As you succeed in more battles, you unlock new components, which you can fit to your ships in new and interesting ways. You might get a new engine, which allows your fighters to screech through outer space faster than ever before. Or better shields to protect from enemy fire. Each ship type has several slots in which to plug these new components, all subtly affecting that buildís performance in battle.

Bring your completed ships into a fleet and youíll be able to issue specific orders before sending them to victory or a big Ďsplodey demise. A collection of sliders affect their biases - essentially, which enemy ship types would you like your guys to focus on blowing the hell up? Make final checks, ensure that everythingís in order, then click a button and watch the whole thing play out with glorious laser-based pizazz.

In other words, the vast majority of the game happens outside the bits you'd probably see in screenshots.

That feels fresh for the genre. Even in turn-based strategy, most of your tweaking usually takes place once you're ready for battle, perhaps once you've sussed out your foes and their approach a little bit. Not so here. Once you submit your turn, you are powerless to do anything other than speed up or slow down the playback time, or move the camera around the 2D engine in which these battles take place.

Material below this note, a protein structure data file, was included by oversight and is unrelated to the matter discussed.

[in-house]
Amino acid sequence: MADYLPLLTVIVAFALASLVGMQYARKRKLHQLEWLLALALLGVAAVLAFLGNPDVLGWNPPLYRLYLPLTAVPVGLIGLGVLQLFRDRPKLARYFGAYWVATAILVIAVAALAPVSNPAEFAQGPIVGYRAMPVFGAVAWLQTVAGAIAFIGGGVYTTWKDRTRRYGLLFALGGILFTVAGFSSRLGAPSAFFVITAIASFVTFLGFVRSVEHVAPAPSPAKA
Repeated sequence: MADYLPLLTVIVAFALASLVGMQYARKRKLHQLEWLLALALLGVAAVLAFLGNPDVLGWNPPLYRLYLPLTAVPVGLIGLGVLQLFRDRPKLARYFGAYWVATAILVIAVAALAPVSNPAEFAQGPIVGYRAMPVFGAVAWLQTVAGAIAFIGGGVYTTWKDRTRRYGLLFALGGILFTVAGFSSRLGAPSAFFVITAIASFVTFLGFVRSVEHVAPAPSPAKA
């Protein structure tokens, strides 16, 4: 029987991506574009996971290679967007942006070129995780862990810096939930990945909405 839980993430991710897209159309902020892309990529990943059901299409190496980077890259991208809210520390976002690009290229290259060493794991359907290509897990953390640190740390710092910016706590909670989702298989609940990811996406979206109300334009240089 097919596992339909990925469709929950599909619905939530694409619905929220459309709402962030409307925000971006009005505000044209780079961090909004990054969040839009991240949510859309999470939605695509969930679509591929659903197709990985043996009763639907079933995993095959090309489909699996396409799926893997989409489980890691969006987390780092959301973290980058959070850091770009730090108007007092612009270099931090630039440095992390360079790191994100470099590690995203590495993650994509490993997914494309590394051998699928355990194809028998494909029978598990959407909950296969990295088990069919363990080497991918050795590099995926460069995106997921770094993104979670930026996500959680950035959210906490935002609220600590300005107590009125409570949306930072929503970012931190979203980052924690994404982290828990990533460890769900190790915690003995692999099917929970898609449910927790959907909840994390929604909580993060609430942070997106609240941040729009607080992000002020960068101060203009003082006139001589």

To begin with it's weird. But after a while it starts to make perfect sense. By the time you've hit the harder difficulties and more challenging missions, or decided to download other players' often enormously tough challenges to test yourself with, you'll have learnt to become so careful in your customisation that each of these passive eventual battles becomes a nail-biting scenario.

While the single-player gameís difficulty does ramp up, the curve is nice and smooth, and you'll succeed in your first few battles with very little trouble at all. Itís not until you start facing other human playersí fleets that you realise just how complicated constructing a successful fleet of your own can be. Regardless of the sheer number of ships at your disposal, the size of your biggest cruisers, or the speed of your tiniest fighters, victory or defeat can emerge from the smallest mistake in the build process. Itís like Football Manager in space.